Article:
Interviewed by Amber Abbas
Sir Syed Nagar, Aligarh (May 1, 2009)
Biographical Notes: Professor Masood ul Hasan was born in Moradabad in 1928. He completed high school from Hewat Muslim High School. His father was an employee of the Municipal Board. He completed his F.A. (Intermediate) from Government Inter-College, Moradabad. He studied in the Aligarh Muslim University from 1943 to 1947 where he completed his B.A. and M.A. in English Literature. He completed his Ph.D. in Liverpool while he was appointed as a Reader in the Department of English at AMU. He retired from AMU in 1988 after serving as Professor of English, Chair of Department of English and Dean of the Faculty of Arts. He also served as the Proctor of the University. He continues to live in Aligarh, in Sir Syed Nagar. Professor Masood ul Hasan has two children, Seema and Naved Masood.
Context Notes: This was my third interview with Professor of English Masood ul Hasan. I finally arrived at his house without getting lost, riding my own bicycle. He welcomed me warmly and we sat down to tea and biscuits and a friendly conversation.
Professor Masoodul Hasan: (1:28:26.1) No, no. You see, when Gandhiji was assassinated, I had left this place, and in fact, on the day of his assassination I was on [a] train and found myself in quite an embarrassing and panicky position.
Amber Abbas: You were in Bhopal.
PMH: (1:28:50) I was in Bhopal, but I was traveling from Aligarh to Bhopal. I was on the GT Express. And they used to run a minority compartment in those days, especially for the minorities, under police protection.
AA: That was something that came up around partition time or that had always been there?
PMH: Minority compartments came in the wake of partition because of the great killings! Now of course, sometimes I use it, sometimes I don’t. But in those days I was religiously clad in a sherwani. And I avoided that minority compartment as my little assertion of self-confidence, in me. But I tell you, how the human mind changes—how the courage, how you pale. I entrained at Aligarh. It was a general compartment. Three or four constables with one hefty prisoner, who was an Afghan, they were sat there. We reached Tundla. Tundla is on the way. I had some nashta (breakfast) with me, and it was extra. I asked the constable “Bhai aapko agar koi (indistinguishable) ho tho mein oosko vo de doon? (If it’s okay with you, shall I give it to him?) Hanh. Of course it suited them because his meals they would get. And then they said, “Sahib, is ne tho hume Bareilley se yahan tak lane me kahan, or kaise…” (“Sir, this guy, just in the distance from Bareilly to here, we don’t know where or how—“) I don’t know these are the, those are the “do dafa hathkari tor chuka hein yeh” (“Twice he broke the handcuffs already”). Anyway. It was a passenger train up to Agra, it used to take very long. When we reached Agra Fort, I found a kind of uncanny silence all over there. Dark, it was January. I think yes, it was January. Dark and everything and pin-drop silence. No vendors. So I just didn’t know. And the entire compartment was vacated. I was left. I lost my nerve. Then I head some one say, “Gandhiji ko mar diya. (Gandhi has been killed).” Now the first thing that struck me, “Gandhiji ko kis musalman ne mara hoga. (Some Muslim must have killed Gandhi.)” And you know, very diplomatically and very wisely, Nehruji was the first to say bahut jaldi oon hone kaha “Oos ko ek Hindu fanatic ne mar diya.” (very quickly he told us “A Hindu fanatic has killed him”) I lost nerve, and I also shifted to the minority compartment, where, even those people had left, the policemen, because their destination had come. Now I didn’t have a direct ticket for Bhopal. I had a ticket for Agra and from Agra—because this was a passenger train—when I reached, the ticket was to be bought at Agra cantonment station. And the train touched there, the train missed this Agra Fort. When I reached there it was totally dark, it was forlorn and not a soul to be seen there. I went to the booking window and they said ke “Sir, Bhopal ke ticket aaj hi issue nehin hongey.” (“A ticket for Bhopal will not be issued today.”) I felt quite uncomfortable and panicky. “Nehin Sahib, aap aasey kijiyee ke accha, vo head ticket collector hein. (No, sir, you can do this- he is the Ticket Collector, there) You go to him.” And it was a dark—within the station. It was dark inside. I felt a little uncanny and I went there and I said, “I am employed there and I am due there tomorrow.” He thankfully issued a chit to me, I got the ticket and I went. And I reached home. So that was the day.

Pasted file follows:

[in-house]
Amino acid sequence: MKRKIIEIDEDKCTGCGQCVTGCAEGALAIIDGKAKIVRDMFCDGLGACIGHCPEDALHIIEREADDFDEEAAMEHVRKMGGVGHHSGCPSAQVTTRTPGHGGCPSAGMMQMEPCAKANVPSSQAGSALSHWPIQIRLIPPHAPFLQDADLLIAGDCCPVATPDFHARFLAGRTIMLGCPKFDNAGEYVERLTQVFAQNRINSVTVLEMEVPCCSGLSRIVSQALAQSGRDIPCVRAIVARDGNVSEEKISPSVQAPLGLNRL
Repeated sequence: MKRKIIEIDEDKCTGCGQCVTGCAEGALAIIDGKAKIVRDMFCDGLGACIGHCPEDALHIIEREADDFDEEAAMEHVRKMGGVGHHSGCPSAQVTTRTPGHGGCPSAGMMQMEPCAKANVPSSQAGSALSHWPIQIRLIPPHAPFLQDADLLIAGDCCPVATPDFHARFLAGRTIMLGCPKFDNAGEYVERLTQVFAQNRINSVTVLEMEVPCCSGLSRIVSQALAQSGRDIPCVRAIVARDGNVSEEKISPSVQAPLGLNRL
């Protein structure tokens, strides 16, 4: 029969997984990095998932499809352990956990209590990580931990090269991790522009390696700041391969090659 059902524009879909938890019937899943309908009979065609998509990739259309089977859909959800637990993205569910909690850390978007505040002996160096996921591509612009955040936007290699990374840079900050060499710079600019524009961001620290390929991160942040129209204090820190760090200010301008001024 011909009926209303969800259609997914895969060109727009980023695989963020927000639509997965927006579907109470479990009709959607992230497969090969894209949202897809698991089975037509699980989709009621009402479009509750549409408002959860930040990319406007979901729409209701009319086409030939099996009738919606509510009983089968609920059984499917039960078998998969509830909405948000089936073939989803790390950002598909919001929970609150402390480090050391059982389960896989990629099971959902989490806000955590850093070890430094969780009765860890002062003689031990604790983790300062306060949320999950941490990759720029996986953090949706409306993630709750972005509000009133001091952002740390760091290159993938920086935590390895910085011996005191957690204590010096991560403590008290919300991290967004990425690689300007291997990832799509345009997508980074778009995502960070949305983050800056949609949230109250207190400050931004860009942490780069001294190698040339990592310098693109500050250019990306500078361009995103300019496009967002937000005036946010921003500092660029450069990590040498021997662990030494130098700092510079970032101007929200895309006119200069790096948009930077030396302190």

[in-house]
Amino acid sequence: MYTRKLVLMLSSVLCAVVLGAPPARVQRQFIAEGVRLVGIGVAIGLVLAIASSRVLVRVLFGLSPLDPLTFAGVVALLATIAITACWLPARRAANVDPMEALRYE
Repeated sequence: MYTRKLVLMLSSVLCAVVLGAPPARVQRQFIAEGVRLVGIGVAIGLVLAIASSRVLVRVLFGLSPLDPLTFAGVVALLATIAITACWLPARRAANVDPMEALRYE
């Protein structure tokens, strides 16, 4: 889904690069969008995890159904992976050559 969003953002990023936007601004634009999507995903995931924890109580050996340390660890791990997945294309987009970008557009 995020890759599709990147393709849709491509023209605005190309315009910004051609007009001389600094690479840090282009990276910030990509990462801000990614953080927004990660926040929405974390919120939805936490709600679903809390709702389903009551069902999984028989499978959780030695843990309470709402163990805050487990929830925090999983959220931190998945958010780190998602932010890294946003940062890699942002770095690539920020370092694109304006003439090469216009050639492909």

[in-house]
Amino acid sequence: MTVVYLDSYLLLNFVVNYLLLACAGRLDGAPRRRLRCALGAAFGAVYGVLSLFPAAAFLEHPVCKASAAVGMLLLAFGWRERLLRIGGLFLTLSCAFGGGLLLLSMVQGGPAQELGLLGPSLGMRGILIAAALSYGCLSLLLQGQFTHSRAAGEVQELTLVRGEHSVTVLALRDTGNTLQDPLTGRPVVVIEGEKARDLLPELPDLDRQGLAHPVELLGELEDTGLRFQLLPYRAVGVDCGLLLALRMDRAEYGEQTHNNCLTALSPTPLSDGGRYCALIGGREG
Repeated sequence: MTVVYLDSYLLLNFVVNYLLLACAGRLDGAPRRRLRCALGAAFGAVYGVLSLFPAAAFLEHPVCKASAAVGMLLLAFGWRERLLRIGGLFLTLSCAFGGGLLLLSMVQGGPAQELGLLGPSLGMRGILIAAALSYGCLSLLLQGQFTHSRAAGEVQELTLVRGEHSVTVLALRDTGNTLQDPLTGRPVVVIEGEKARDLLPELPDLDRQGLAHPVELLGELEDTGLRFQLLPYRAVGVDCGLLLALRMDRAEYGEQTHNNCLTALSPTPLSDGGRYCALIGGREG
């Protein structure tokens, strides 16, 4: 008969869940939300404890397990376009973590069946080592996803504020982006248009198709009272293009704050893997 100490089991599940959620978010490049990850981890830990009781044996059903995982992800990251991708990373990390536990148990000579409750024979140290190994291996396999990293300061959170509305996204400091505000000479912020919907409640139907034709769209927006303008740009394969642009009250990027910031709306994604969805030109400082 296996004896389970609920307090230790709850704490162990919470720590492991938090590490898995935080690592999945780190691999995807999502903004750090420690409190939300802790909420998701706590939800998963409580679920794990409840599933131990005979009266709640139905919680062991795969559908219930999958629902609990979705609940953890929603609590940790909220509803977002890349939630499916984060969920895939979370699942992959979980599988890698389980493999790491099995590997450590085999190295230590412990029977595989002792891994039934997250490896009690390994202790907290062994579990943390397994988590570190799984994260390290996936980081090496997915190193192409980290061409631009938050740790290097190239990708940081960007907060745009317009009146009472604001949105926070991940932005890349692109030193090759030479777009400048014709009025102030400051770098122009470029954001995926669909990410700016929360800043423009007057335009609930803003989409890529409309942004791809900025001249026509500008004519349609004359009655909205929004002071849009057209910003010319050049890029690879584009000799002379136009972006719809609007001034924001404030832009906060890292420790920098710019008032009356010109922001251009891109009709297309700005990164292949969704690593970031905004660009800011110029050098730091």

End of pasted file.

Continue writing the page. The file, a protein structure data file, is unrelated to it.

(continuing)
Posted on January 27, 2012